Detail of a miniature of Dante and Virgil with Pope Adrian V, Hugh Capet and Statius in Purgatory. CNS photo/Priamo della Quercia, British Library via The Public Domain Review

Squeaking into Purgatory means Heaven must wait

  • November 3, 2022

As November is the month of Holy Souls, containing both the feasts of All Saints and All Souls — let’s continuously pray for all our beloved deceased. Why? Because there’s this thing called Purgatory, and you really don’t want to go there. Aim higher. 

In fact, Jesus once confided to a visionary that He was sad that so many people are satisfied to barely squeak into Purgatory, and don’t have a burning desire to go directly to Heaven to be with Him as soon as possible (we will definitely have that burning desire in Purgatory, if you catch my drift). Let’s review. 

What Jesus Christ revealed and initiated while on Earth — now known as “the Catholic Faith” — has not changed and never will. When we die, our soul separates from our body and goes immediately to Heaven, Purgatory or Hell. Our body will decompose (or be cremated) but will be resurrected at the end of the world to be reunited with our souls and share in our glory or ignominy. In order for our souls to go directly to Heaven when we die, we must be perfect in love, because nothing imperfect, impure or sinful can enter Heaven. 

Thankfully, there is Purgatory where the soul that is saved, but is not quite ready for Heaven, goes to be purified: “passing through fire” 1 Corinthians 3:14. Some people think of Purgatory as “below,” next to Hell, but it’s really the green room of Heaven. However, the pains of Purgatory can be similar to the pains of Hell!  

In eternity, there is no “time,” and to God, “a thousand years are as a day.” People spend different lengths of time (for want of a better word) in Purgatory, however, and can be released by our prayers and sacrifices for them. The best prayer, of course, is a Mass or Mass enrollment on their behalf. The way it works in the Communion of Saints is that the souls in Purgatory can no longer help themselves — but they can help us by interceding for us in return.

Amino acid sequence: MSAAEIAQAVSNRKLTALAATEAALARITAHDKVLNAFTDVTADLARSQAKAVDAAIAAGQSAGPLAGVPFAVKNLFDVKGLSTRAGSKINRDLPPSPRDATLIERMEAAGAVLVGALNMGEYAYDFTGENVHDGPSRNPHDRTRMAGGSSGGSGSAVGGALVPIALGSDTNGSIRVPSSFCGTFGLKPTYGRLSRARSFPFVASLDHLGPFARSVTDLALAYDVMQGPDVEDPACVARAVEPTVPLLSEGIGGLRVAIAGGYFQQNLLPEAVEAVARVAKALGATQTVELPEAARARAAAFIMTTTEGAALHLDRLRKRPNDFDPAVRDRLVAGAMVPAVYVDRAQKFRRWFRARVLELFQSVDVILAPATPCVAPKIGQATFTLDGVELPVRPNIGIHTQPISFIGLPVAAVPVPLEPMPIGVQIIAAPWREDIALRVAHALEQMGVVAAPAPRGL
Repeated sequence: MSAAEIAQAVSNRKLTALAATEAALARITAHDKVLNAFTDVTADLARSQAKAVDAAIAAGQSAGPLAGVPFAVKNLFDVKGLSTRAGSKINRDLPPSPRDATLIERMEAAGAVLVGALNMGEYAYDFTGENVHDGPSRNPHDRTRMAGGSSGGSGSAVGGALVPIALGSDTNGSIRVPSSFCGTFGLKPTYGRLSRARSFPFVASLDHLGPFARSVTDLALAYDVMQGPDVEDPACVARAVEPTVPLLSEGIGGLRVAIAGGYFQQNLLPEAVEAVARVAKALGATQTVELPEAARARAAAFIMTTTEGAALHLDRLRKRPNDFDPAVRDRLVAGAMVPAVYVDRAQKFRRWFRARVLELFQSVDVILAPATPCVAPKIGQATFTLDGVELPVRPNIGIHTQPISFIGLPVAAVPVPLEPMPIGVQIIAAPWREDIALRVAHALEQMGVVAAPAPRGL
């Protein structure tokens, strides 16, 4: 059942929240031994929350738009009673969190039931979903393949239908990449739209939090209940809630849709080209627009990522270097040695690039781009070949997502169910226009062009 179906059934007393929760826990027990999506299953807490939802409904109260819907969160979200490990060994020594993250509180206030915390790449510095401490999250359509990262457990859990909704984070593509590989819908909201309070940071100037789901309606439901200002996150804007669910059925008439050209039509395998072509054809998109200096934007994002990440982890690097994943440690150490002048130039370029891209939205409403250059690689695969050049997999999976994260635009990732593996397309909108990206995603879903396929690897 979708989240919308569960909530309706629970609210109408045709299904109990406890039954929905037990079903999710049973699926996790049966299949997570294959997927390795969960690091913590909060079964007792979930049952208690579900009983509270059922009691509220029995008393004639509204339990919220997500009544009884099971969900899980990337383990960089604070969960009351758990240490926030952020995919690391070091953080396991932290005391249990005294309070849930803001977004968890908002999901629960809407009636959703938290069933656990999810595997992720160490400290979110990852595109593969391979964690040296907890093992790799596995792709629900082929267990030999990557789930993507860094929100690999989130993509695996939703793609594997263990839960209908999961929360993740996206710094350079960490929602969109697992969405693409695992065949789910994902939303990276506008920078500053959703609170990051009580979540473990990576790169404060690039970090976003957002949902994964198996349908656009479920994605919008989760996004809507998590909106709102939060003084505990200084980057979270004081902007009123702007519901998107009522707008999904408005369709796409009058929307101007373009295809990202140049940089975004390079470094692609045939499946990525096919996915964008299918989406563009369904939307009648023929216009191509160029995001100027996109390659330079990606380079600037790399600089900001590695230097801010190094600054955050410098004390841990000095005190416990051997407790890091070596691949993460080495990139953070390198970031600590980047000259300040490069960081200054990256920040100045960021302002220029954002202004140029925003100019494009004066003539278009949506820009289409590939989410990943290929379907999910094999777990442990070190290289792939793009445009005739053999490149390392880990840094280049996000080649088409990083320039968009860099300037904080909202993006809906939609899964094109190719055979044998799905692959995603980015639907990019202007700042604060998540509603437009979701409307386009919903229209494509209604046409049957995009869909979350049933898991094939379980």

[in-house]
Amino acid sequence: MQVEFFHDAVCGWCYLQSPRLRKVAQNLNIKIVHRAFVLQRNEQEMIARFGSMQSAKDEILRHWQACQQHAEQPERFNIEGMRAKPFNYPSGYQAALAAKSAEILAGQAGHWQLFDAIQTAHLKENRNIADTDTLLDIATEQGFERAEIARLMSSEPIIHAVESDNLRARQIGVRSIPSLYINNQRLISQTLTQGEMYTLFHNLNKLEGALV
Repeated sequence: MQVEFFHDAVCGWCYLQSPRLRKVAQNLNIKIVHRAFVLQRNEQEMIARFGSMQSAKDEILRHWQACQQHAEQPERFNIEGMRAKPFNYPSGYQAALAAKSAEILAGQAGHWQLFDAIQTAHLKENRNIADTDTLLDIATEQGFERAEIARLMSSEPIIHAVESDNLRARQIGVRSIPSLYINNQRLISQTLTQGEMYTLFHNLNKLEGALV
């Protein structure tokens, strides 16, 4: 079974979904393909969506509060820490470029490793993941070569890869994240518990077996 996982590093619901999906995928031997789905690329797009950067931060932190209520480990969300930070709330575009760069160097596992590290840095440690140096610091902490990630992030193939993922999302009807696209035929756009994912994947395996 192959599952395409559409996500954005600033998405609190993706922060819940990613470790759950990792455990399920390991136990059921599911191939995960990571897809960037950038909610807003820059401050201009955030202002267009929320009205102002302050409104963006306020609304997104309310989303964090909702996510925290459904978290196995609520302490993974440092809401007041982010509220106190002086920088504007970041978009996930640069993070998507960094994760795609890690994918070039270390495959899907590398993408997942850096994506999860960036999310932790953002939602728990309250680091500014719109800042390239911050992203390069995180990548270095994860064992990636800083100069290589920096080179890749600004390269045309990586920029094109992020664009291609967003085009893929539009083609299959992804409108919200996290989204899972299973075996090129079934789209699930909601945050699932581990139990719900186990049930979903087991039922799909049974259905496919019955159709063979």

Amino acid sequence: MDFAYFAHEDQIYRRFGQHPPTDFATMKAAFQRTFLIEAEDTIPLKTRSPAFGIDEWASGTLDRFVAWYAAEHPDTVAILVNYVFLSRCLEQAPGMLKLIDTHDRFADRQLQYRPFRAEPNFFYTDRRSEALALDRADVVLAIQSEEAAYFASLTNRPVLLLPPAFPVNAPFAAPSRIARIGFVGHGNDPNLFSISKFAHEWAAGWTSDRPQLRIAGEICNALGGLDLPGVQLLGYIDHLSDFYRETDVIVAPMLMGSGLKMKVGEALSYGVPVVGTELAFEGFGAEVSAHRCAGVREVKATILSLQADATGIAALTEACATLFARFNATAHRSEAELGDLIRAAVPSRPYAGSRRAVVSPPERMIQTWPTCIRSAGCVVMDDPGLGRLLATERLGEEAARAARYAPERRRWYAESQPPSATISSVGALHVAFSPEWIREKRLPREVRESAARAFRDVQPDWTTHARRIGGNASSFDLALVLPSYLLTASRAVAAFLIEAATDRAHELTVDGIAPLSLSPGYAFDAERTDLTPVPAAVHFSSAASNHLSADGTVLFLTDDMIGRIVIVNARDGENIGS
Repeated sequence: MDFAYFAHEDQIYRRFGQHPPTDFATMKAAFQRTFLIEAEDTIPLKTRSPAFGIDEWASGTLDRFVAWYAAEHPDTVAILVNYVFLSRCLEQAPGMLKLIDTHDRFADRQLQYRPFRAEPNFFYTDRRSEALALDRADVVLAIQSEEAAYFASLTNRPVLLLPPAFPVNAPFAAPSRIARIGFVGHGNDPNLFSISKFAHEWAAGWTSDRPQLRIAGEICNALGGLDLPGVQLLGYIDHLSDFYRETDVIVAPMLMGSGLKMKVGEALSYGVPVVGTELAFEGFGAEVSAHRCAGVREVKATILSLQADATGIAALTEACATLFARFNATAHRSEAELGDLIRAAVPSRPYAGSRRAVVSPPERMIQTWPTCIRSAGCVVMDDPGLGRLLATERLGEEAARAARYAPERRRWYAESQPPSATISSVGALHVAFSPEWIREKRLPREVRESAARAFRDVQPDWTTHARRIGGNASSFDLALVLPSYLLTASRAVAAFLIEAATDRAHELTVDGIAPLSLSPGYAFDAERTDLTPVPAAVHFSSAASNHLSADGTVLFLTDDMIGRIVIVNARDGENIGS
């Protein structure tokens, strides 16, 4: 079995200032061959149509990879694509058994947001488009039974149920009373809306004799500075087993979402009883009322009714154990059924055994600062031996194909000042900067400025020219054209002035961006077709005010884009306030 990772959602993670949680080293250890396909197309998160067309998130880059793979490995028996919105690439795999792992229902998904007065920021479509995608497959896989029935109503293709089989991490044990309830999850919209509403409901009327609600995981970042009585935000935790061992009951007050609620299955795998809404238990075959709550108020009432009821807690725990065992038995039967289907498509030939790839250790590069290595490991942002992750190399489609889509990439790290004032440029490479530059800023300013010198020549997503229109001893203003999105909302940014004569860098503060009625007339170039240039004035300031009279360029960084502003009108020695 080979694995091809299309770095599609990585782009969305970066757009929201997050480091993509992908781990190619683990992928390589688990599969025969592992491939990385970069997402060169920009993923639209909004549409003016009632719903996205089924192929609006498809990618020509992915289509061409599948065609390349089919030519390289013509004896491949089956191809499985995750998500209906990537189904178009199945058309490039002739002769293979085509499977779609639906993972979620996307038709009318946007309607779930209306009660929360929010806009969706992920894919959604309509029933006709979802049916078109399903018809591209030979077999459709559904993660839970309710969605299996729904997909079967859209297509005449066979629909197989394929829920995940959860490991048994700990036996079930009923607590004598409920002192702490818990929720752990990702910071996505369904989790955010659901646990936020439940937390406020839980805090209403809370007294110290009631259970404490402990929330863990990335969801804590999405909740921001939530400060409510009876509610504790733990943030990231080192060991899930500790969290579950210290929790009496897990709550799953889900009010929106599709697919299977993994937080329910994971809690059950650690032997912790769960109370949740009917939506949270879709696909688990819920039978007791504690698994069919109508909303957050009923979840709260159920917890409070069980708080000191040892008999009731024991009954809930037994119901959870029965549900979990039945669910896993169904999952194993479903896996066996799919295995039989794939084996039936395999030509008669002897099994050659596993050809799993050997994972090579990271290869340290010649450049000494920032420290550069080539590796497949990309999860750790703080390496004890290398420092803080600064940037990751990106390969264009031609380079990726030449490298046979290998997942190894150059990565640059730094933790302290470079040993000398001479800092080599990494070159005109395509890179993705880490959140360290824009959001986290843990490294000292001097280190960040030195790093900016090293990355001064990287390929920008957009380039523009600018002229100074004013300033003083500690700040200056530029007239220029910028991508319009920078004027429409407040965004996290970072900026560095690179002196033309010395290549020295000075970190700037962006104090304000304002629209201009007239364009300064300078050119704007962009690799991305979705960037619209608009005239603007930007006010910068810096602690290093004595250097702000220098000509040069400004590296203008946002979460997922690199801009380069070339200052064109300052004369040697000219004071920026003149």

Hell is for those who didn’t love God or neighbour on Earth. These individuals aren’t suddenly going to want to do that in eternity. Hell exists because a gift can be refused. God will never force anyone to be with Him for all eternity. God is merciful and intimately understands the extenuating circumstances of each person’s life and knows everyone’s heart. God dearly loves each of His children and gives each of us every possible chance to be saved, even communicating with the soul at the very moment of death for that purpose, but He absolutely respects our free will. 

I have a big beef with Catholic funerals today that wind up canonizing the person we are supposed to be praying for. It’s fine and dandy to mention their good qualities and happy memories of their lives, but we are doing our loved ones a great disservice to pretend they all went directly to Heaven and are no longer in need of our prayers. We simply don’t know, and therefore Holy Mother Church directs us to pray unceasingly for them. Don’t you dare canonize me when I croak or I’ll come back to haunt you (with God’s permission, of course)! 

What if someone did go directly to Heaven — are our prayers wasted, then? Nope! No sincere prayer ever goes to waste. God might use our prayers for someone else in need, a completely forgotten soul in Purgatory, or our prayers might be able to be used by our loved one in Heaven for someone they are praying for, etc. There is a great spiritual recycling of holy prayers, thoughts and intentions in God’s economy! 

Dad’s side of the family enthusiastically organizes small group pilgrimages to various cemeteries. My elderly cousin, Peggy Anne, often leads impromptu prayer sessions in front of our relatives’ headstones. She greatly dislikes the wording of the standard prayer, “…and may the souls of the faithful departed rest in peace,” and overrides it by loudly proclaiming: “…and may the souls of ALL THE DEPARTED rest in peace,” as her head swivels around the graveyard, eyeing all the other resting places. 

“It is a wholesome thought to pray for the dead that they may be loosed from their sins.” 2 Maccabees 12:46 

(Burns, fsp, is a Daughter of St. Paul. She holds a Masters in Media Literacy Education and studied screenwriting at UCLA.  Twitter: @srhelenaburns) 

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